Many moons ago I used to direct a youth program that included a summer camp. I had a co-worker who referred to the evening meetings we’d have with the program co-directors as the “Big Fat Meeting”. Well, our “Honkin’-Freakin’ HUGE Meeting” took place yesterday in Boston, and the plan is in place for Vampbaby’s treatment.
The good news — well, very little. This is going to suck on many levels. First off, this might as well be some freakish disease that emerged from a recently demolished Rain Forest. No cancer in children is treated like this one is, and since so few children get it there’s only a tiny, tiny handful of families who have experienced what we are about to. So, if you have any preconceived notions of what cancer treatment looks like in a 16-month old, throw it out.
Second, other than the actual treatment protocol (what is done when) there is no understood pattern for how it will go. My son has surpassed all others thus far with the success of his surgery, but that doesn’t mean anything in terms of how he will respond to the intense treatment that will occupy his (and our) life for at least the next year. He could respond with similar resiliency, and whip this cancer easily without so much as a sniffle. Or, we could fight a terrible, horrible battle for many months, and still bear witness to the unthinkable. Or, we could be somewhere in between those two extremes — but there is no way to know for sure until we are actually there.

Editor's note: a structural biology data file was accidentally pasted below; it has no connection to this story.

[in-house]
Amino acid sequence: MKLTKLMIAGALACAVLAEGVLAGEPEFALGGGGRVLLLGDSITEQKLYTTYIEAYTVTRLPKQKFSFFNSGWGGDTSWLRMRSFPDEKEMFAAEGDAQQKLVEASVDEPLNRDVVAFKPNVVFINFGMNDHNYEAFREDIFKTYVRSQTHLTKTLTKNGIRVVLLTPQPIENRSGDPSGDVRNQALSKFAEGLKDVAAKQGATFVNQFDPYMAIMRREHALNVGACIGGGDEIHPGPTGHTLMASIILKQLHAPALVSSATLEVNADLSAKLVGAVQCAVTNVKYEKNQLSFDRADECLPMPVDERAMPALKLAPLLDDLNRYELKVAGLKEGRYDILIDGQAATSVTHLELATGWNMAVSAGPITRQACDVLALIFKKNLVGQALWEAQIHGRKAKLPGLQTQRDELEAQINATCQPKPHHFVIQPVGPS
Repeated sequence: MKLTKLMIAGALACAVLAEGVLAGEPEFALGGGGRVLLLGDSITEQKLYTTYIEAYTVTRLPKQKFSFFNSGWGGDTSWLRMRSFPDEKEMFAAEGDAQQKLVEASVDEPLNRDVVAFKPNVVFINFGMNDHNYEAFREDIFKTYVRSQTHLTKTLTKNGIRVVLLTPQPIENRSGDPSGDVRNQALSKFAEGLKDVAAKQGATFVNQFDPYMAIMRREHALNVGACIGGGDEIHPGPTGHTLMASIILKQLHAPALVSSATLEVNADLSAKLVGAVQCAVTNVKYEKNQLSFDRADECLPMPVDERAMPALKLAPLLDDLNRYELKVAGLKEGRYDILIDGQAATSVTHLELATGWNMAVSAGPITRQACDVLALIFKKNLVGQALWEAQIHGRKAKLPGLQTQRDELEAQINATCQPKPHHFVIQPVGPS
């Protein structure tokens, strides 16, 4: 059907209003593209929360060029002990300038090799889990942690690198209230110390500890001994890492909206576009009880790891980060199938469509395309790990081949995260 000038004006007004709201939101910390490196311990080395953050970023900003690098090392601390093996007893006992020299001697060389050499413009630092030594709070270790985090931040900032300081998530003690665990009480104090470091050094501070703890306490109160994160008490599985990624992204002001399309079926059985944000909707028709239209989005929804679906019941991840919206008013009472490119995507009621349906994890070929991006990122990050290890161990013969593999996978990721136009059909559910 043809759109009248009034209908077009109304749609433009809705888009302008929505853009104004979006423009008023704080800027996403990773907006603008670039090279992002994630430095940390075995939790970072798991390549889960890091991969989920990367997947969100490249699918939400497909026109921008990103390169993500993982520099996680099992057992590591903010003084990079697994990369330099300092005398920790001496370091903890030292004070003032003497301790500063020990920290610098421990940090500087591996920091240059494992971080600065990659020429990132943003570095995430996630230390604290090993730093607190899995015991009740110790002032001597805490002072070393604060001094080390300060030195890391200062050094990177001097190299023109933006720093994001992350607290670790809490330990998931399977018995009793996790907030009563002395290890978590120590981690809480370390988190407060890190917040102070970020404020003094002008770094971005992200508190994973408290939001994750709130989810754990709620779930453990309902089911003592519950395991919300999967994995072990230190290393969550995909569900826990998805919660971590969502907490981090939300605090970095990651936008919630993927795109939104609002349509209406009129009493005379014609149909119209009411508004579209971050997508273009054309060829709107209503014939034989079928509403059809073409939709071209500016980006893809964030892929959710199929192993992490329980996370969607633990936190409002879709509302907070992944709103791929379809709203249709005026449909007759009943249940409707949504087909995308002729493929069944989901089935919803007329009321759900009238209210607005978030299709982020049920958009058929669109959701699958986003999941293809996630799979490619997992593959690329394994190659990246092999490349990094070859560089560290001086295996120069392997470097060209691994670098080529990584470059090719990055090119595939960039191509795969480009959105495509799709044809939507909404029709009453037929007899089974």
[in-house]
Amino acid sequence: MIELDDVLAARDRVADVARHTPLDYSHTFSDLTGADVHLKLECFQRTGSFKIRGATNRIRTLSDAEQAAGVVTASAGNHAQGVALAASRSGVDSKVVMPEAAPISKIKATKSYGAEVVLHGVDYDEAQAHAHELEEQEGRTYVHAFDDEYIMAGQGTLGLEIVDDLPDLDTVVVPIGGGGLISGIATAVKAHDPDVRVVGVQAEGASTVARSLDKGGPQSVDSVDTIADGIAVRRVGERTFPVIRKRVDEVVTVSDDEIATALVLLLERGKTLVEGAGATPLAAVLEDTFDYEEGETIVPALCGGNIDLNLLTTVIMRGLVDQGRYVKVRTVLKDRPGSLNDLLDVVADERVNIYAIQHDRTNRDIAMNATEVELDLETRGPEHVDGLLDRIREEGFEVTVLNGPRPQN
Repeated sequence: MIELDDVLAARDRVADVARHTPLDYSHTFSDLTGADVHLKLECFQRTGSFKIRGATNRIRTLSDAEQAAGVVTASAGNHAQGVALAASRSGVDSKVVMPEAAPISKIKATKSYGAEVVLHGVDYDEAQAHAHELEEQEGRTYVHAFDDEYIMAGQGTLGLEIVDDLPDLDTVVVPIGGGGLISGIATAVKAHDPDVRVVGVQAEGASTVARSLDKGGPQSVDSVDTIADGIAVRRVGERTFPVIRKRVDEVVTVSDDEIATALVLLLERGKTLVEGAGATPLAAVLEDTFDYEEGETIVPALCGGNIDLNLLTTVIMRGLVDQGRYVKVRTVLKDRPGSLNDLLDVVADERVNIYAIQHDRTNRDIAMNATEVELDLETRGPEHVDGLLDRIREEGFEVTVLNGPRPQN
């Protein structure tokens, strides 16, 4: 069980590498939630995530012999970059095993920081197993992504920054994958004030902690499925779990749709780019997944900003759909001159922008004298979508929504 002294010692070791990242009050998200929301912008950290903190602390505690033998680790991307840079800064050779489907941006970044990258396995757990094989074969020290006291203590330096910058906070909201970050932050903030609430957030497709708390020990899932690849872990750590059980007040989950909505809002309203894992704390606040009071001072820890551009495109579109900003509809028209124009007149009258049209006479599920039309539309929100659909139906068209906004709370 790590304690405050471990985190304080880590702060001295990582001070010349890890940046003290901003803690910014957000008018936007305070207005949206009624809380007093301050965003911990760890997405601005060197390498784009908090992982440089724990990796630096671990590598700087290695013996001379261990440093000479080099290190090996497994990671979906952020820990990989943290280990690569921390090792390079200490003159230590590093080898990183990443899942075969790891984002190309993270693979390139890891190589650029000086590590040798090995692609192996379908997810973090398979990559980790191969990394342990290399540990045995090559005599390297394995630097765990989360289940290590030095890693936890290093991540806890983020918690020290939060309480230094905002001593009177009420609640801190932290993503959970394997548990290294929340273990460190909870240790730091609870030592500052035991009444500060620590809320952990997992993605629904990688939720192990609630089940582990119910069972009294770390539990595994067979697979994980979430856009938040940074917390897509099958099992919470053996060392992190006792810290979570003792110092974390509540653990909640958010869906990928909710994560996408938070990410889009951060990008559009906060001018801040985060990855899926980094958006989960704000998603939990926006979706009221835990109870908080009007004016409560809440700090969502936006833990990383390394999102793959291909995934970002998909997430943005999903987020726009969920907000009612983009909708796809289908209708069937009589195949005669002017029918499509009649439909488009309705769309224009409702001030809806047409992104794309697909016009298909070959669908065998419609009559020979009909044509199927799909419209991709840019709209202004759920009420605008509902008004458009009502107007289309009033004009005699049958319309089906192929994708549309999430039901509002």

So, the questions of scale and reality set in….How will we do this? Will one of us have to leave our jobs, or at the very least take a ton of unpaid time off? What about daycare — is it feasible that a patient going through this kind of treatment will be well enough to be in daycare once in awhile? Will insurance cover this treatment? What other expenses will emerge, and how will we pay for them? How do we maintain a sense of routine and normal surroundings for a child that is about to enter the “Cancer Treatment X-Files” and spend the majority of his treatment time in a different city than where we live? And, of course, the biggest question:
“How the fuck can this be happening to us?”
That one rang through my head like a siren as I wandered the waiting room yesterday. I was surrounded by families, all of whom seemed resolute in their determination to fight their child’s cancer. All of them, including the children, chatted and wandered about the clinic as if this was nothing more than a routine physical. Mother’s who initially ran into one another while their kids were in the hospital reconnected and shared updates on their child’s prognosis like soup recipes. One young boy even took ten minutes to educate me on various IV access techniques and what to do if Vampbaby’s blood counts drop.
I’m sure one day we’ll get to that place…But not today. Today, I don’t want to go there. I don’t want to be “one of those families”. And yet, we are, and we must accept all of the things that come with it, good and bad, as the sum total of the experience that is our new reality. Today, we are back to the haze of shock, grief, disbelief, and fear of the unknown.